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Students inspired at Potteries Science Festival
Students from across Stoke-on-Trent enjoyed an evening of scientific inspiration and were honoured for their efforts in Science, Technology, Engineering and Mathematics as part of the Potteries Science Festival.
Professor Maggie Snowling, President of St John’s College, Oxford, delivered an inspirational talk about her career as a clinical psychologist and academic, sharing insights into her research on dyslexia and children’s learning.
Professor Jonathan Wastling, Pro-Vice Chancellor and Dean of the Faculty of Natural Sciences at Keele University, led the presentations for the evening, awarding students from schools throughout the City for their efforts in STEM subjects.
Jacob Nixon won Science Writer of the Year, whilst James Maddock won Science Photographer of the Year. Chloe Owen and Molly Poole shared the award for Scientist of the Year, whilst Hillside Primary won the Robot Design Award.
Sophie Lane and Olivia Machnik won a visit to the Royal Society for their outstanding efforts in science.
As part of the evening, students from several schools also took part in an engineering competition, with pupils from St Peter’s Academy winning.
To inspire students to study science at University, two undergraduate students from Keele University delivered STEM Sells presentations. Amy Worrall, a 2nd year Neuroscience student, delivered a fascinating insight into the brain. However, it was Nathalie Feeley, a 2nd year Biology student, who won the contest, with her presentation that raised questions about the possibilities of reversing the ageing process.
STEM Sells winners: Keele students Nathalie Feeley and Amy Worral with Mark Kent, principal of Stoke-on-Trent 6th Form College, and Professor Jonathan Wastling.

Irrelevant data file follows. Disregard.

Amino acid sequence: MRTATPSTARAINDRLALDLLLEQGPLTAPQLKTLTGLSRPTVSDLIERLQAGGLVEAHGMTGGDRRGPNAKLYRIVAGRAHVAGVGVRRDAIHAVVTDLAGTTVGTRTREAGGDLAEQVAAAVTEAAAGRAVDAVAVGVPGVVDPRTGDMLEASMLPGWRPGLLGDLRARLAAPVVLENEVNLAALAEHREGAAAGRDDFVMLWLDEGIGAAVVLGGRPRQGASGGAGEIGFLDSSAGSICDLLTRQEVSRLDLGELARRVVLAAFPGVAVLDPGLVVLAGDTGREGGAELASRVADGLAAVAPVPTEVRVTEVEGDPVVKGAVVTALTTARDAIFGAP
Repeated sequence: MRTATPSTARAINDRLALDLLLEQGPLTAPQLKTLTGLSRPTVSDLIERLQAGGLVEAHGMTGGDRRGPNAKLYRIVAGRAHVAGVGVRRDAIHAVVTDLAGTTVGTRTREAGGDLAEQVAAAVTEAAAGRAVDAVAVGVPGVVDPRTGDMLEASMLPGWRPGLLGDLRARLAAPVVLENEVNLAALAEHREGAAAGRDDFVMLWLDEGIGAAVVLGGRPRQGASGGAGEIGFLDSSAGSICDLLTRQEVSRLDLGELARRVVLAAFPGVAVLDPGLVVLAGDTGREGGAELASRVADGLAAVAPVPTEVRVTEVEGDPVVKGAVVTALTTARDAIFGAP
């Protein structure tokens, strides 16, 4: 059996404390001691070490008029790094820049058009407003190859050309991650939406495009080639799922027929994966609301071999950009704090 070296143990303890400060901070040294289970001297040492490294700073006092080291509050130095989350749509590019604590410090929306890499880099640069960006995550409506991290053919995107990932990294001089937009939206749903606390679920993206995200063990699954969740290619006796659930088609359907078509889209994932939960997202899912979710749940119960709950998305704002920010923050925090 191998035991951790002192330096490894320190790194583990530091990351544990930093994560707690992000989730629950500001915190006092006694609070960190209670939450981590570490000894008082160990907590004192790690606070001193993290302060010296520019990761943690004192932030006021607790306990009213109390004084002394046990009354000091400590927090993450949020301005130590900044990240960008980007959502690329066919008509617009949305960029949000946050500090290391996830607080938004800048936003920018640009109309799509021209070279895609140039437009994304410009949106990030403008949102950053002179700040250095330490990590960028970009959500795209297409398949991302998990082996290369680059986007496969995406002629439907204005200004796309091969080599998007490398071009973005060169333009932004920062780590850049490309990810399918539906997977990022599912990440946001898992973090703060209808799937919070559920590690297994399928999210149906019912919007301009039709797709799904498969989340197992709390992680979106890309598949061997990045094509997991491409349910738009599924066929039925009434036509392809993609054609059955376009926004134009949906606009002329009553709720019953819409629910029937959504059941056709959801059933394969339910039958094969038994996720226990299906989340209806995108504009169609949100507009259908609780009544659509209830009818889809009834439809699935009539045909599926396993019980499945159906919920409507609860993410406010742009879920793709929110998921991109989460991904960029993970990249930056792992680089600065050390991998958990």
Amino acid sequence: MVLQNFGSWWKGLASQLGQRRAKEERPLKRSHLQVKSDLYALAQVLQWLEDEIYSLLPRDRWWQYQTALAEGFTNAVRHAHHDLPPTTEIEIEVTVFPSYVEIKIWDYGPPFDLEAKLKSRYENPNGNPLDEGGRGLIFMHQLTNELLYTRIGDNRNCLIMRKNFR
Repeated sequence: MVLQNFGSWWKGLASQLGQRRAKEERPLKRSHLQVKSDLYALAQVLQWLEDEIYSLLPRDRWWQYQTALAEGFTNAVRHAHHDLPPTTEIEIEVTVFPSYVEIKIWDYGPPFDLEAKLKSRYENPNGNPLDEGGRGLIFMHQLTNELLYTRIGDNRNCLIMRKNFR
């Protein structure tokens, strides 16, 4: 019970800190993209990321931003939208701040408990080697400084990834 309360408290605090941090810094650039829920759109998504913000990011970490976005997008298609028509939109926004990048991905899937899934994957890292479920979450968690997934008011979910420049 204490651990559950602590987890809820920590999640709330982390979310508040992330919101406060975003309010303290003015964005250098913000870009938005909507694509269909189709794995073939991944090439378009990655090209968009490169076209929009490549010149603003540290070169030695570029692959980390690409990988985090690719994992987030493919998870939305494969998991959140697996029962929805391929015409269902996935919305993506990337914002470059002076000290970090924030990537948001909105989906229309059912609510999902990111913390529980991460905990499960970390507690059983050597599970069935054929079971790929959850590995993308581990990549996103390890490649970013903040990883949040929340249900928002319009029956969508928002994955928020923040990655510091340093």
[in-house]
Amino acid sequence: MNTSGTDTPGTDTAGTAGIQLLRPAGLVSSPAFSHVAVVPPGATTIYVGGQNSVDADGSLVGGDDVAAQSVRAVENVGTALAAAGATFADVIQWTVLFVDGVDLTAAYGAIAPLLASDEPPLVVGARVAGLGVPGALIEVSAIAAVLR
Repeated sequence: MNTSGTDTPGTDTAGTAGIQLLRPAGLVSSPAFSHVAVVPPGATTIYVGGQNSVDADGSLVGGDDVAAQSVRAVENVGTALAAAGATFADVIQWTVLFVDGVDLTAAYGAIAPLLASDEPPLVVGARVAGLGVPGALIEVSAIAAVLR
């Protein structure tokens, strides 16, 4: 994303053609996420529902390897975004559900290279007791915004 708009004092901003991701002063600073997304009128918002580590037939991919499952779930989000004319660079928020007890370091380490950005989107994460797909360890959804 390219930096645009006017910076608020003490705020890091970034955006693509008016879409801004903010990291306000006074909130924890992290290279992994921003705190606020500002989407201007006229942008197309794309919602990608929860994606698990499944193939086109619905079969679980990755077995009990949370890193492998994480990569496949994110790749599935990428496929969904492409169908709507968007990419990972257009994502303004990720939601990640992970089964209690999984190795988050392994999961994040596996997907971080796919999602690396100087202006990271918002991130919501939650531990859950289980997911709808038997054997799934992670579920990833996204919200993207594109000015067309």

Speaking after the event, Professor Wastling commented:
“It was fantastic to see so many young people acknowledged for their efforts in science, maths, engineering and technology. The two talks from our undergraduate students were particularly inspiring - it certainly gave me plenty to think about, and they both did a fantastic job of conveying the clear passion they have for their subjects.”
The Potteries Science Festival took place on the 3rd and 4th of July, and included activities at several locations throughout the city, including the Potteries Museum and Art Gallery, Mitchell Arts Centre, Burslem School of Art, City of Stoke-on-Trent Sixth Form College, Keele University and Staffordshire University. Workshops, expos, and competitions ran across the two days, with highlights including an evening with talks from pioneers in their fields, including Kate Bergel from Framestore, makers of the films Gravity and The Martian, and leading barrister Michael Mansfield QC.
Dr Mark Parton, co-organiser of the festival, commented:
“Not only has the presentation evening been a massive success the entire festival has received great feedback. Events like the visit to Royal Society in London have undoubtedly opened many learners’ eyes to the importance STEM careers and the potential roles within our city. One of the purposes of the event was to smash the sense of a false glass ceiling and the disbelief that learners from Stoke-on-Trent can’t achieve the very best. The organisers are proud that the festival has begun to address this misconception.”
The Potteries Science Festival was an area wide collaborative initiative between the City of Stoke-on- Trent Sixth Form College, Keele University, Staffordshire University, Stoke-on- Trent City Council, the University of Exeter, universities network Higher Horizons, community organisation Wave-maker and SASCAL, the Stoke-on- Trent secondary Headteachers’ group.